Sunderland 2 Swansea City 0

TWO pieces of individual brilliance wrapped up the points for Sunderland, who otherwise looked an age away from the team which has raised its game since Martin O’Neill took over the managerial reins from Steve Bruce.

Stephane Sessegnon celebrates his goal
Stephane Sessegnon celebrates his goal

TWO pieces of individual brilliance wrapped up the points for Sunderland, who otherwise looked an age away from the team which has raised its game since Martin O’Neill took over the managerial reins from Steve Bruce.

However, when you are not playing well, bits of genius are priceless.

A sublime curling shot from a tight angle by Stéphane Sessègnon followed by a thunderous half-volley from Craig Gardner late in the game put the gloss on what was a surprisingly listless performance from the post-Bruce Sunderland.

The team which had performed with such zest and enthusiasm last week at Stamford Bridge looked as if it was still in West London.

However, such is the way in football, the less than convincing display against Swansea gained the desired result while the impressive performance at Chelsea did not.

The two goals and a Sebastian Larsson shot which hit the post aside, Sunderland’s goal threat was not as potent as it had been in previous weeks – largely due to the midfield’s inability to get the ball off Swansea.

Had the Welsh side possessed a cutting edge up front, the result could have been different but it would be remiss not to credit Sunderland centre-halves Wes Brown and John O’Shea for the impressive way in which they ensured goalkeeper Simon Mignolet was rarely tested.

The gusty conditions – especially in the second half – might not have helped but Swansea found that to be of little distraction as they comfortably retained the ball on the deck.

One thing Swansea did not have, though, were two players who could turn the result with a spark of genius and that is what Sessègnon and Gardner did with two goals which are as good as any you will see this season.

Larsson’s own near-miss was an example of excellent technique and, given what Sessègnon would do 10 minutes later, had the Swede’s effort also gone in, this game could have served up a more interesting spectacle as Swansea would have had to have taken more risks in retrieving a two-goal deficit instead of one.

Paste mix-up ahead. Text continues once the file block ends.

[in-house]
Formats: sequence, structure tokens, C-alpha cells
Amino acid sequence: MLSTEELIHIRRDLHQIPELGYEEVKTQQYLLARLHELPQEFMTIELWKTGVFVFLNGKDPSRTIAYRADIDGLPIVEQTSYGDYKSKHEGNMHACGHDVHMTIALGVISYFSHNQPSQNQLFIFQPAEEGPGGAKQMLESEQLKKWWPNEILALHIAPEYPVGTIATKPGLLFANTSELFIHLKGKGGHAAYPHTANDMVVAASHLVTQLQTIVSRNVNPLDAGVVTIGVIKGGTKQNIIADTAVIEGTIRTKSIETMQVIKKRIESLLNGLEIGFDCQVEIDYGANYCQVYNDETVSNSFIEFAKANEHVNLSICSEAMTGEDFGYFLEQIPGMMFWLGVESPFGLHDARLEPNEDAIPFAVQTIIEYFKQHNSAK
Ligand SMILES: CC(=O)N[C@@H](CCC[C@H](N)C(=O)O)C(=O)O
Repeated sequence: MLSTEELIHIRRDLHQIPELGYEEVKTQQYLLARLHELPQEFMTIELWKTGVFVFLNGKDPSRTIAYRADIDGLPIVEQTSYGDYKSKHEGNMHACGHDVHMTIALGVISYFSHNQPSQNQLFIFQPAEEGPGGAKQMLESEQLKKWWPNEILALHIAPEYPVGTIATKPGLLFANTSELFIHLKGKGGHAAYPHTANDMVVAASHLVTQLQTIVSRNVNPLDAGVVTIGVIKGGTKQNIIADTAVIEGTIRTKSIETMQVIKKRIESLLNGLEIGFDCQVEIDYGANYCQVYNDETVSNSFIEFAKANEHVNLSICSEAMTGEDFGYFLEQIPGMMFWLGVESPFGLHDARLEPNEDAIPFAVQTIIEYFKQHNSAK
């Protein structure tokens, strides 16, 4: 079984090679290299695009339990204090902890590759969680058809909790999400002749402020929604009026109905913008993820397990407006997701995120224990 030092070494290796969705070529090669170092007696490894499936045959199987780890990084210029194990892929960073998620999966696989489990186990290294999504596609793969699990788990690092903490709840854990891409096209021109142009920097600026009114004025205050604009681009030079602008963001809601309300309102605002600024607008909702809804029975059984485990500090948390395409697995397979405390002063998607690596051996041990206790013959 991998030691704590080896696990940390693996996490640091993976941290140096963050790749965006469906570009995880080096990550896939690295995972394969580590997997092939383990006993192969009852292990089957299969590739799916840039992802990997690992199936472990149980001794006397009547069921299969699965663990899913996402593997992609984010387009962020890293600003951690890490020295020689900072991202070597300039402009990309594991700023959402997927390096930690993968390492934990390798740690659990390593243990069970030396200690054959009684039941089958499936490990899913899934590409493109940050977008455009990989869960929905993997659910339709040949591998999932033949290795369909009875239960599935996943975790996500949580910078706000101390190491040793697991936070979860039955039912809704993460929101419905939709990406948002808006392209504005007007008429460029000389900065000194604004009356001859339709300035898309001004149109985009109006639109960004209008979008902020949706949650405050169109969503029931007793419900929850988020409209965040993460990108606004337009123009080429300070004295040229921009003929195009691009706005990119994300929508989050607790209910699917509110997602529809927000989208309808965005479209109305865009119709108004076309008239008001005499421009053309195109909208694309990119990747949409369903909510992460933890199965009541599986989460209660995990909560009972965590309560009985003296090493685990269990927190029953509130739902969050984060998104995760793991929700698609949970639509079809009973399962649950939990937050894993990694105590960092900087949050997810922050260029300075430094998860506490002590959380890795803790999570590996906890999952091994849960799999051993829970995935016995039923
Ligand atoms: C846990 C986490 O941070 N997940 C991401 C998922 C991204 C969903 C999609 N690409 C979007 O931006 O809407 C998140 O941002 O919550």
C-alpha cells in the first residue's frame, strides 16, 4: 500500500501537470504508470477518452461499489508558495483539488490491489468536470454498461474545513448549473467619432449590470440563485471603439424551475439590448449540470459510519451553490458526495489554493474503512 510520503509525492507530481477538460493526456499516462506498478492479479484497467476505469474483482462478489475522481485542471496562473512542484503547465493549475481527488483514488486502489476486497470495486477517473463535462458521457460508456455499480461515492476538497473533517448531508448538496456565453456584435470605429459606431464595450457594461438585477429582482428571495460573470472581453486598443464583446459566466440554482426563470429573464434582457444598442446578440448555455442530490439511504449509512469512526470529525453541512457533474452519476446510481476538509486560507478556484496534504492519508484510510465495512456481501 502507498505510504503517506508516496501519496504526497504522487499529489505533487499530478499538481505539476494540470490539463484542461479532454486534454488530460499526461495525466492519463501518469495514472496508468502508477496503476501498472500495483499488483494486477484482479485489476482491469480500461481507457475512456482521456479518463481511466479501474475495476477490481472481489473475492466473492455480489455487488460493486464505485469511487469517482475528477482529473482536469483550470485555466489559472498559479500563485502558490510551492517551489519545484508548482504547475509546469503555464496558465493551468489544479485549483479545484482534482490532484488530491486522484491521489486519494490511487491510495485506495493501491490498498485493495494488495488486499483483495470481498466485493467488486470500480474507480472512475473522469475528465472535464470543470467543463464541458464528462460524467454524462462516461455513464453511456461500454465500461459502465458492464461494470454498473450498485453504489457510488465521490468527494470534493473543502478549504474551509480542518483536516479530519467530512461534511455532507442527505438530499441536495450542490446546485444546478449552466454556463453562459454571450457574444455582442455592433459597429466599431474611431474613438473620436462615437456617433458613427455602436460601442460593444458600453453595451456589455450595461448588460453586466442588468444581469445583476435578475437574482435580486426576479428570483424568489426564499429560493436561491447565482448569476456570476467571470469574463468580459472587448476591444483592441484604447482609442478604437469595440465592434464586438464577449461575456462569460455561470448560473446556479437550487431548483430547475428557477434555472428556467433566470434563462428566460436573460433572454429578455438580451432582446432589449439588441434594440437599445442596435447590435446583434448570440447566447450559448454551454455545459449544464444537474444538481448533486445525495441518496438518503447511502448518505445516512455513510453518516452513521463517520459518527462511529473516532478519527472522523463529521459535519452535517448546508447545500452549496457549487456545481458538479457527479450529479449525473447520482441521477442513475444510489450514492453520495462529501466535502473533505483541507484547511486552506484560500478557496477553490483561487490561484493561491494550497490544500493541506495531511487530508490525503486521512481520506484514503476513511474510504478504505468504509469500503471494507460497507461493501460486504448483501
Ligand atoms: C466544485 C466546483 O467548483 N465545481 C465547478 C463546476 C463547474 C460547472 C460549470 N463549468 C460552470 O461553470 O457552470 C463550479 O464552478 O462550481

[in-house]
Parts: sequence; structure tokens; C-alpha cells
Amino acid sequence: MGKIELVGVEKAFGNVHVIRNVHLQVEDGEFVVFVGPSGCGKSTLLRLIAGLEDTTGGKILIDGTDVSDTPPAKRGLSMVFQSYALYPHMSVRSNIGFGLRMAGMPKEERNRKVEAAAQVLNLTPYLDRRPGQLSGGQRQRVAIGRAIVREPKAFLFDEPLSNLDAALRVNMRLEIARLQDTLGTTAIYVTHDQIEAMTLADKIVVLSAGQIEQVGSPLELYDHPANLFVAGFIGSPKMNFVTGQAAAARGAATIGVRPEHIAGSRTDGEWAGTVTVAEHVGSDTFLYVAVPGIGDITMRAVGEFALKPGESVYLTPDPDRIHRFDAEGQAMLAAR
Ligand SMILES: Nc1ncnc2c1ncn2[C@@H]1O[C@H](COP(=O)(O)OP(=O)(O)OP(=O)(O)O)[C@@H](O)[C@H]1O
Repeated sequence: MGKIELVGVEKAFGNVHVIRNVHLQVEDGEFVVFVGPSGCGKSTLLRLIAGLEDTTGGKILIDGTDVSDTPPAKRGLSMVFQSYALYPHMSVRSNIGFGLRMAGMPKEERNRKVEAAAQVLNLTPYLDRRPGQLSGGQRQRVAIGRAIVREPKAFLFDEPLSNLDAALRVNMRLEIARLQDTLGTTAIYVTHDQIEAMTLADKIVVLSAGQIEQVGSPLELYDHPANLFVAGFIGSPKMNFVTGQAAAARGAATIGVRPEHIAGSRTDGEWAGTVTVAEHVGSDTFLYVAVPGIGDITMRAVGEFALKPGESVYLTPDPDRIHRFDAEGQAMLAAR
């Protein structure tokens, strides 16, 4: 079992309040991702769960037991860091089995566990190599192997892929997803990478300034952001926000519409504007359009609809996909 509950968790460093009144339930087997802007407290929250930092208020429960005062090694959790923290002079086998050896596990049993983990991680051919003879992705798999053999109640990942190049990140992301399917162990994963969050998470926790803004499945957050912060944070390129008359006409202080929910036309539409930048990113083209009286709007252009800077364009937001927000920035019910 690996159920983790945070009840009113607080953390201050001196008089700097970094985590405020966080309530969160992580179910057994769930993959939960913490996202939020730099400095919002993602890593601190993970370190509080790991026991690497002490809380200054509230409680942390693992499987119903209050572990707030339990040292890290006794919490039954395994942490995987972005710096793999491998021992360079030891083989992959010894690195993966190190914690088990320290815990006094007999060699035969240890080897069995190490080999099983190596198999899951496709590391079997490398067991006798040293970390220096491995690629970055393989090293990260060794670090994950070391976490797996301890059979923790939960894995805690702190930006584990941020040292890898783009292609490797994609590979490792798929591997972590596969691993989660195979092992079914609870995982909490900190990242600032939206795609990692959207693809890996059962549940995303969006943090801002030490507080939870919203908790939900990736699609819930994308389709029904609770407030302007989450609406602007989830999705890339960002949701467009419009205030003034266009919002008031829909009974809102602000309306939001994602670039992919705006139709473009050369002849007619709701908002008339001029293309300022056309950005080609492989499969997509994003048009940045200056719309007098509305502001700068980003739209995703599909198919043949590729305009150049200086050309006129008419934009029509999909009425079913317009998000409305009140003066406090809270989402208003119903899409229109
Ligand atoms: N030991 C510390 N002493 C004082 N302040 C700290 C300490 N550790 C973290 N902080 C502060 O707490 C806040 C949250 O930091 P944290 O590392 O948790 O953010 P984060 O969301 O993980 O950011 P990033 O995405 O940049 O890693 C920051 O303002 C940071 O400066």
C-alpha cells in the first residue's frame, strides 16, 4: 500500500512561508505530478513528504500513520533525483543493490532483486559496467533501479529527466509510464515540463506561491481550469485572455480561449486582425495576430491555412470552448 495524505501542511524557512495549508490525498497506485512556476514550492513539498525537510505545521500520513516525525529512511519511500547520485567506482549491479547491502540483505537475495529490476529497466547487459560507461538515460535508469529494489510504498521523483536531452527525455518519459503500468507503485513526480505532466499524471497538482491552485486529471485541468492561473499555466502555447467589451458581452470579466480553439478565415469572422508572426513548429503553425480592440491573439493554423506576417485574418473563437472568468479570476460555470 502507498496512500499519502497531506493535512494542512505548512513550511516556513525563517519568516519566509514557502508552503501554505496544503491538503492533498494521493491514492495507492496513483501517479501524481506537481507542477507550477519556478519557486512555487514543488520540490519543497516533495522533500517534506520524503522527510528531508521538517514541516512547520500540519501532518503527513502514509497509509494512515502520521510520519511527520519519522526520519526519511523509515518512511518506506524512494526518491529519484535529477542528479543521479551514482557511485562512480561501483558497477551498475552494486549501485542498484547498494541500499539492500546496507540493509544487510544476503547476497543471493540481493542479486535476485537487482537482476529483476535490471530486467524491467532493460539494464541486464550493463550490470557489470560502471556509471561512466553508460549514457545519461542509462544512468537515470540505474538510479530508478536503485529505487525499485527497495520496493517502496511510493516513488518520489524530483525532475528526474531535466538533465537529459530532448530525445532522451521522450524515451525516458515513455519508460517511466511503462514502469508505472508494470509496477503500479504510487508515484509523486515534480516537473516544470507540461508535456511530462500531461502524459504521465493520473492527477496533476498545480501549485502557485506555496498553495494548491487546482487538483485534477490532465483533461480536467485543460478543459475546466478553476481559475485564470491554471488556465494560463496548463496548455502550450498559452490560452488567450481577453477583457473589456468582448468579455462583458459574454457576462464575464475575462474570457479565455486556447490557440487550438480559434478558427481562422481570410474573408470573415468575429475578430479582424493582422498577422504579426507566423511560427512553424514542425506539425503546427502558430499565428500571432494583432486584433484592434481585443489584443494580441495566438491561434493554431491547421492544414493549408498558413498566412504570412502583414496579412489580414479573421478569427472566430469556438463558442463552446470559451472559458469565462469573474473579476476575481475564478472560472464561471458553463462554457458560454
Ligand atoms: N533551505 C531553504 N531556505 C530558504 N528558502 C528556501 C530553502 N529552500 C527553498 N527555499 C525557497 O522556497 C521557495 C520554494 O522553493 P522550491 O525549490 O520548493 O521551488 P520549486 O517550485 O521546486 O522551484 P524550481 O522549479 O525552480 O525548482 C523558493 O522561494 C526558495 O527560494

Inside five minutes, Kieran Richardson surged down the left and his pinpoint cross towards the back-post picked out Larsson, who crashed a volley off Swansea keeper Michel Vorm’s post.

Swansea, though, will be kicking themselves they did not take the lead in 13 minutes – more so given what happened 60 seconds later.

Gylfi Sigurdsson played Nathan Dyer in down the right. His cross was turned towards an unmarked Scott Sinclair but, with the goal at his mercy, he proceeded to blaze the ball over the bar.

Just as Sinclair had unburied his face from his hands, Sunderland went a goal up.

Sessègnon burst down the left and played a one-two with Connor Wickham. The Benin international entered the box with all and sundry expecting a pull-back towards the centre of the area – only for him to curl a delightful chip past a despairing Vorm into the top corner from the tightest of angles.

Swansea’s midfield then began to impose themselves as the Black Cats effectively parked the bus hoping to see if they could pick their visitors off on the counter.

However, getting the ball to do that proved troublesome as the Welsh side knocked it about effortlessly.

All well and good for Swansea, but the lack of cutting edge meant Sunderland could soak up what they had to offer – although Danny Graham will be kicking himself for his miss in 26 minutes. Sigurdsson’s cross to the backpost picked him out unmarked but, with the net waiting to bulge, Graham proceeded to head the ball over.

The second half saw little in terms of goal action as the ever-increasing wind started making miniature tornadoes of the rubbish which had been accumulating in the stands.

Brown and O’Shea ensured Swansea’s forwards could not break through, while Phil Bardsley and Richardson were doing their bit to ensure the flanks could not be exploited.

It was only when the game entered the last 15 minutes chances began to open up, largely thanks to Swansea committing more men forward in their pursuit of an equaliser.

Catching City on the break, Wickham played in James McClean down the left.

The Ulsterman whipped the ball into the box with the diving Sessègnon unlucky not to see his header hit the back of the net.

Another McClean cross fell to Wickham soon after but, from six-yards out, the young striker inexplicably fired wide.

However, from 25 yards out, Gardner found no problem in hitting the target with a sweet strike in 85 minutes.

Priceless indeed.


David Whetstone
Culture Editor
Graeme Whitfield
Business Editor
Mark Douglas
Newcastle United Editor
Stuart Rayner
Sports Writer